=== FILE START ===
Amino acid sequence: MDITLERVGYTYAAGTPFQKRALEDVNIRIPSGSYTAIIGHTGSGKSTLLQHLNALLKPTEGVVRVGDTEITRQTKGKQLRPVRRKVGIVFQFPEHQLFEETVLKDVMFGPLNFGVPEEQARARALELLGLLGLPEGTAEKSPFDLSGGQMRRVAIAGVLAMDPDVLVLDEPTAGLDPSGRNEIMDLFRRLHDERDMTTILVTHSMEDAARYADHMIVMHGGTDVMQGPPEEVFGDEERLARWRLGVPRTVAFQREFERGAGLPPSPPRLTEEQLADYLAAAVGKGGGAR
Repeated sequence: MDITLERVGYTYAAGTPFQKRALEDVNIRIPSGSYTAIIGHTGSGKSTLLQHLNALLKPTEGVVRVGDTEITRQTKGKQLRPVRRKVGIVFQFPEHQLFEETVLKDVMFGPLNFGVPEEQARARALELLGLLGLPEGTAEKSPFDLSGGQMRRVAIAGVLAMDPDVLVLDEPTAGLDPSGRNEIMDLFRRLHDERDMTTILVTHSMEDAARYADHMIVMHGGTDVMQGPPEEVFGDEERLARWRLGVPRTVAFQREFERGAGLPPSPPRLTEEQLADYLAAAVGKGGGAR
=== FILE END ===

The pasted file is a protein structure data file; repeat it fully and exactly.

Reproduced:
Amino acid sequence: MDITLERVGYTYAAGTPFQKRALEDVNIRIPSGSYTAIIGHTGSGKSTLLQHLNALLKPTEGVVRVGDTEITRQTKGKQLRPVRRKVGIVFQFPEHQLFEETVLKDVMFGPLNFGVPEEQARARALELLGLLGLPEGTAEKSPFDLSGGQMRRVAIAGVLAMDPDVLVLDEPTAGLDPSGRNEIMDLFRRLHDERDMTTILVTHSMEDAARYADHMIVMHGGTDVMQGPPEEVFGDEERLARWRLGVPRTVAFQREFERGAGLPPSPPRLTEEQLADYLAAAVGKGGGAR
Repeated sequence: MDITLERVGYTYAAGTPFQKRALEDVNIRIPSGSYTAIIGHTGSGKSTLLQHLNALLKPTEGVVRVGDTEITRQTKGKQLRPVRRKVGIVFQFPEHQLFEETVLKDVMFGPLNFGVPEEQARARALELLGLLGLPEGTAEKSPFDLSGGQMRRVAIAGVLAMDPDVLVLDEPTAGLDPSGRNEIMDLFRRLHDERDMTTILVTHSMEDAARYADHMIVMHGGTDVMQGPPEEVFGDEERLARWRLGVPRTVAFQREFERGAGLPPSPPRLTEEQLADYLAAAVGKGGGAR